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https://www.duolingo.com/profile/LemunSqueeZ

Duolingo Chinese course quality - update?

Hello,

I've read about the Chinese course on Duolingo, and I saw many posts on the forums about how it does not teach you all that well, it's inefficient, and how it even has outright wrong lessons.

I would like to eventually use Duolingo's Chinese course when it has improved. Has it improved? Does anyone have any current updates on the status of the program? Is it still as bad as it was in the beta program, or is it now more in the direction of a comprehensive course to use as you learn the language?

August 23, 2018

14 Comments


https://www.duolingo.com/profile/Ed.Chan

I'm glad I took the Duolingo Chinese course. I'm just trying to learn Chinese, and a couple of errors doesn't bother me. 你会说中文吗?


https://www.duolingo.com/profile/SJNltw

Yep, as more people use it, the quality will improve. People lodged similar complaints against the Spanish, French, and Italian modules 4 years ago too.


https://www.duolingo.com/profile/KennyHolst

Frankly, the earlier parts of the course are mostly good. It's mostly later lessons where it gets really frustrating. If you're starting from the beginning you probably won't even notice that much for a few months.. and maybe the later lessons will be better by the time you even get to them.

You'll still find errors, though. And make sure you have a good understanding of tones going in, because the course doesn't teach that and it's absolutely essential. It's almost not worth trying to learn Chinese at all before you understand the tones and sounds, cuz you'll just have to re-learn everything again once you realize how important it is.


https://www.duolingo.com/profile/ebeneezer271828

I've been studying Chinese since September 2017 and I have since then reached an HSK4 level. Out of curiosity I took these lectures to find out if there was any salvageable learning material. Although very user friendly and it's made in a way that you'll learn some vocabulary but you will not learn to write theses words, which is damn essential if you want to learn to write Chinese. "But I don't really care to learn how to write Chinese, I just want to speak it." A common statement I hear. Learning to write Chinese will help you remember those characters easily. That is truly the only advantage, given that most Chinese people barely write any more and would mostly use their phones to send messages. I've even heard that they are implementing 'digital' exams. a bit tangent to the point... Duolingo courses are not designed to get you to fluency, at least not currently. They are designed to attract people who want to spontaneously learn an insanely hard language, yet lack background in foreign language learning, and therefore are offer a safe environment for them to test their basic skills out. If you want my advice: Confucius Centres, albeit a little shady given what kind of contractual obligations that are place on their employees, is a great place to start! If you are determined and place the hard work you can climb up the learning tree in nooooooo time.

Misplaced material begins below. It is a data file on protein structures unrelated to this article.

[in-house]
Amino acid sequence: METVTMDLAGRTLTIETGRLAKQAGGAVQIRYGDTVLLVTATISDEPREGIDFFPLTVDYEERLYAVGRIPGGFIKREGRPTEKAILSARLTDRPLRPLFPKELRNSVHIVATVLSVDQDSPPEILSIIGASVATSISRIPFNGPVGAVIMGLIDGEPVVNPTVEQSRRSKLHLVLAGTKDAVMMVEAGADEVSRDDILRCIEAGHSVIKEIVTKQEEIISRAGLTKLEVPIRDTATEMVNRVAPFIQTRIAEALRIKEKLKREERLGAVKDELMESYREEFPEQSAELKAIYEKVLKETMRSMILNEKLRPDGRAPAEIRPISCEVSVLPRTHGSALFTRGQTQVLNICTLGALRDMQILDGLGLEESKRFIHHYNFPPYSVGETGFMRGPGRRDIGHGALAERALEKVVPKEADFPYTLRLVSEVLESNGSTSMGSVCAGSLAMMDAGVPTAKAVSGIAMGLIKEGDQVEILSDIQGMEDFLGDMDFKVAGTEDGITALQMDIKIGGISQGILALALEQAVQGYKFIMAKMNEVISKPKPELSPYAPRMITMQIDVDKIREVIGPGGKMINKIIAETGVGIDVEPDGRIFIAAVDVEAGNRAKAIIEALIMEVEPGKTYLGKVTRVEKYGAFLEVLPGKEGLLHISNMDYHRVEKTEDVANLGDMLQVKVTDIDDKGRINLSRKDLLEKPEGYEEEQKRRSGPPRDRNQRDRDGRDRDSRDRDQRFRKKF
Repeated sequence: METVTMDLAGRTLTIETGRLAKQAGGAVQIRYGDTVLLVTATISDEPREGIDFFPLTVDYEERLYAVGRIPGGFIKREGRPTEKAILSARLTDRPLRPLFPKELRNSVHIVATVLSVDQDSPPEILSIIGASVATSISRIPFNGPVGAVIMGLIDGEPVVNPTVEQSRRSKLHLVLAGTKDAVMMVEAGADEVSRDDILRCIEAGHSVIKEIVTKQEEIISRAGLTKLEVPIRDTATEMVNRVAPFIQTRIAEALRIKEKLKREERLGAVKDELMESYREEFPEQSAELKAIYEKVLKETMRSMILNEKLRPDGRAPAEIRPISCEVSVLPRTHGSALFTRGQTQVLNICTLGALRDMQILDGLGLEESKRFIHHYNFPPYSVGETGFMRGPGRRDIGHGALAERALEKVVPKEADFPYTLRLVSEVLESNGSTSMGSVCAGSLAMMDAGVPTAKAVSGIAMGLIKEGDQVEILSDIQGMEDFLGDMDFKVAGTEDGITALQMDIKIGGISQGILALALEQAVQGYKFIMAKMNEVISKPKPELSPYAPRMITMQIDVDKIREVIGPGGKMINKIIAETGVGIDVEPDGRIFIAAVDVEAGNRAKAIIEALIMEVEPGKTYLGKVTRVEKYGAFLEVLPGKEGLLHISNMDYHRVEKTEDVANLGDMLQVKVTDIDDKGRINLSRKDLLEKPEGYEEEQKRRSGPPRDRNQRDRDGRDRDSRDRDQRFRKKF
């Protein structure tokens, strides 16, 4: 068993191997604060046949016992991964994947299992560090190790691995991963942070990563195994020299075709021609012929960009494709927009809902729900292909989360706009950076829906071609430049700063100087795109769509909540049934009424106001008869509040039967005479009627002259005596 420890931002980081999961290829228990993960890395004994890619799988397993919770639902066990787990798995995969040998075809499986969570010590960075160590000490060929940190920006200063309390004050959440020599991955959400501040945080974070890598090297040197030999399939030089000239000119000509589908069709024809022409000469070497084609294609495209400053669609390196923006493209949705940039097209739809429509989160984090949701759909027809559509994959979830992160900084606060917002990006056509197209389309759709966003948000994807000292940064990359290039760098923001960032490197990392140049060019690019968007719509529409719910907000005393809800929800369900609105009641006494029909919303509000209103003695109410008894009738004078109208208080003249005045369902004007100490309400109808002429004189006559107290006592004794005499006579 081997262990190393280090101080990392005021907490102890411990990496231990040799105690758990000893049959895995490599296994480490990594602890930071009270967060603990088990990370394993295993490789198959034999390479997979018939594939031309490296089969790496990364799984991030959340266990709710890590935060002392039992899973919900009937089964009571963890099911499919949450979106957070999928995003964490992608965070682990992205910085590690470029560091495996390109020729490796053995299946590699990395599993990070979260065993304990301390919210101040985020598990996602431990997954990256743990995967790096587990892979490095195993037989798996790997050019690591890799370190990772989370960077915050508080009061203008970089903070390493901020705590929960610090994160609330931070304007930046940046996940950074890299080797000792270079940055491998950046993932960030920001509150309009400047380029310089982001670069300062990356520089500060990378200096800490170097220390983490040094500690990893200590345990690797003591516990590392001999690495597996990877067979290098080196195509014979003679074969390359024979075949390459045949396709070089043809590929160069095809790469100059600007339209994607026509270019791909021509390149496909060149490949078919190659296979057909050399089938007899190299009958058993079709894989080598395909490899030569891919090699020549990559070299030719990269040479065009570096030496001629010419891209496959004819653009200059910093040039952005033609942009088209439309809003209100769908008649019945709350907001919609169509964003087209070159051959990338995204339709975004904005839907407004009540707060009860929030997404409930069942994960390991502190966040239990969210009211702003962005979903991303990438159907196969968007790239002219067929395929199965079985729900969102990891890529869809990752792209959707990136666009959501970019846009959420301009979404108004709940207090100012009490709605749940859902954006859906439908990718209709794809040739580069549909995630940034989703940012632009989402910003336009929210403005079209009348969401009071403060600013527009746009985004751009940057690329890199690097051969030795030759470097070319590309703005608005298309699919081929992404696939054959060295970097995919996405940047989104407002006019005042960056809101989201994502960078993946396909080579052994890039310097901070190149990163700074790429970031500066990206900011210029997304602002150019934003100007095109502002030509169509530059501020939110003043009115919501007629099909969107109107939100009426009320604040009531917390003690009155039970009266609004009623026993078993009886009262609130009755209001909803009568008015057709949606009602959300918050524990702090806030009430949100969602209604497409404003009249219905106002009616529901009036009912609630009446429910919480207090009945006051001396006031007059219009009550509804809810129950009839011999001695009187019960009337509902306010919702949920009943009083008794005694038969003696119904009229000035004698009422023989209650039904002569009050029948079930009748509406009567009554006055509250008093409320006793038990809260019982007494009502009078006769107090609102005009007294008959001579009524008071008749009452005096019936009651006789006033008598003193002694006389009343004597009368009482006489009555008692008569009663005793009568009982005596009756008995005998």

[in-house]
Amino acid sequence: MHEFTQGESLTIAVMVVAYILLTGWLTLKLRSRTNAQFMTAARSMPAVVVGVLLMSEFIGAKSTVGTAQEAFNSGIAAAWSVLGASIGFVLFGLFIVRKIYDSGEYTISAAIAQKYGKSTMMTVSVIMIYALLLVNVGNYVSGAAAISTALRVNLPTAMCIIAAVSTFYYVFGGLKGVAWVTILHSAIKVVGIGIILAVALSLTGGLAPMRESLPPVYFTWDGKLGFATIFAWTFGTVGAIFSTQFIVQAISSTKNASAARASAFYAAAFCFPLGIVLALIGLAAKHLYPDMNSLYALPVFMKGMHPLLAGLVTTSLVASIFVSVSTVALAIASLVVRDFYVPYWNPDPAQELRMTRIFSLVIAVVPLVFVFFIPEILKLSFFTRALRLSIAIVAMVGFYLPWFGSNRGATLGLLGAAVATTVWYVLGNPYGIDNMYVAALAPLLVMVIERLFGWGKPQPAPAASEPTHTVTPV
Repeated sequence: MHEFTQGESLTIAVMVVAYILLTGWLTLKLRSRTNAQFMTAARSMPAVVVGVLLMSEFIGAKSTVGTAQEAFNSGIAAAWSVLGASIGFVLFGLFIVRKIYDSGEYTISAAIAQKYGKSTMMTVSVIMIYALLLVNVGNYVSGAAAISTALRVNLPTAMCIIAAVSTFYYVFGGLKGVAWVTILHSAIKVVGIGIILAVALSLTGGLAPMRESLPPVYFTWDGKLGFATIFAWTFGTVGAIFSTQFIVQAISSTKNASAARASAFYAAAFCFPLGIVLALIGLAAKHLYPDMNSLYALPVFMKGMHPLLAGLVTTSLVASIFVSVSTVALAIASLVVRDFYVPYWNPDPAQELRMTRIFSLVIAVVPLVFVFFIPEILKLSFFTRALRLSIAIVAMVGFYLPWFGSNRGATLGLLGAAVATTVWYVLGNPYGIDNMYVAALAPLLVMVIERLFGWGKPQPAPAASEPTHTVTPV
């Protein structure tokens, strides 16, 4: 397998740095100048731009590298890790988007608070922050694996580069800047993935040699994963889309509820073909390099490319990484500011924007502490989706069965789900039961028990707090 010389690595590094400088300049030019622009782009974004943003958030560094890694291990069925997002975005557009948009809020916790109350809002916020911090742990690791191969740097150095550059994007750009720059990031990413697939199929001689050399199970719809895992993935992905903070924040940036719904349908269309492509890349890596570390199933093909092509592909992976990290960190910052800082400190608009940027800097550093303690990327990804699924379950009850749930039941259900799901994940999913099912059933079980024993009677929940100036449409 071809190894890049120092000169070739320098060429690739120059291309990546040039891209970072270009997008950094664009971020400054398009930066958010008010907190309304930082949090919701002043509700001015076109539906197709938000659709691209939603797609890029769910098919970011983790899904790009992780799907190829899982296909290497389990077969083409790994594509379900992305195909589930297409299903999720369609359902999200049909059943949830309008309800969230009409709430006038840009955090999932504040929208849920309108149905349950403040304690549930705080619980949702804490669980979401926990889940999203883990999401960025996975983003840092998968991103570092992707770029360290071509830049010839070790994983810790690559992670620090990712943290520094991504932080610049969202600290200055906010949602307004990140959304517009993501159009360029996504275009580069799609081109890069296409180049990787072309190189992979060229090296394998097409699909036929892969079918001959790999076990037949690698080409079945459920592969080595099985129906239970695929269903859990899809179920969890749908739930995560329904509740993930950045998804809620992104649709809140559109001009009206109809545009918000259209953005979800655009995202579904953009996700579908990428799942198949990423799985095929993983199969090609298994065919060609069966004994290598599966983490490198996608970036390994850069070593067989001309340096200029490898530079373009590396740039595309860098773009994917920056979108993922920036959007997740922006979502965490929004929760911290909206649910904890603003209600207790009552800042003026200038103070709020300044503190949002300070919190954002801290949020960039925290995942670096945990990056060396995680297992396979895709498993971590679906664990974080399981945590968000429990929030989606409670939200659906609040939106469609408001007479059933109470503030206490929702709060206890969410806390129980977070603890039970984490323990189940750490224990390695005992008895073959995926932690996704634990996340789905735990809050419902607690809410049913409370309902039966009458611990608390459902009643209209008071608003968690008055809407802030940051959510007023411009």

https://www.duolingo.com/profile/SaeKasa

I took two courses at the Confucius Institute and also went to China through their scholarship program. Liked it a lot. You are spot on about the fact that writing will heavily aid your reading, speaking etc.. It is a little bit sad that even at the Confucius institute they do not make people write a lot because they are scared it would scare away people from learning Chinese.


https://www.duolingo.com/profile/williamfcashman

Duolingo's Chinese course is fabulous but to optimise it's effectiveness a student should have at least had formal basic tuition in Mandarin ( tones etc.) and be prepared to put in the long hours of study necessary to master the language. There is no magic bullet for learning but as far as I am concerned Duolingo is as close as it gets!


https://www.duolingo.com/profile/jim140738

i've tried maaaany ways of learning chinese (by myself). this was the best one i could find. after a month using this i have learnt more than half a year reading books...
I think duolingo is great tool to learn languages you just need to know how to use it, for example i don't use the app, i do all the lessons on the web that way you type instead of choosing words, and also i complete at least level 10 each lesson before going into the next.... things like that. (sorry for my bad english :D )


https://www.duolingo.com/profile/WangDeFu1

Like many others have stated, Duo Lingo is a great tool to practice translation. However, I recommend Chinese Skill instead to learn, as it teaches pronunciation, grammar, and usage. If you clear the first 4 lessons, and reviews, it will unlock a pronunciation tester. It also teaches writing the characters, although doesn't really test you on them.


https://www.duolingo.com/profile/victorRuBr

I was going to ask the same


https://www.duolingo.com/profile/kokaku

I finished the tree and have returned to using Chinese Skill. I'd forgotten how good that program really is. A lot more explanation in their language lessons. The tone and vocab games are really helpful. And they support both simplified and traditional characters (though you have to pick one or the other but you can change the settings whenever you want).


https://www.duolingo.com/profile/Han336780

What is Chinese Skill? Is it app?


https://www.duolingo.com/profile/Xefjord

Use Lingodeer instead of Chineseskill, it is Chineseskill's successor (The course is the same but it has more content) They are both free


https://www.duolingo.com/profile/Abby041977

HelloChinese is a really good app for chinese too.

Learn Chinese in just 5 minutes a day. For free.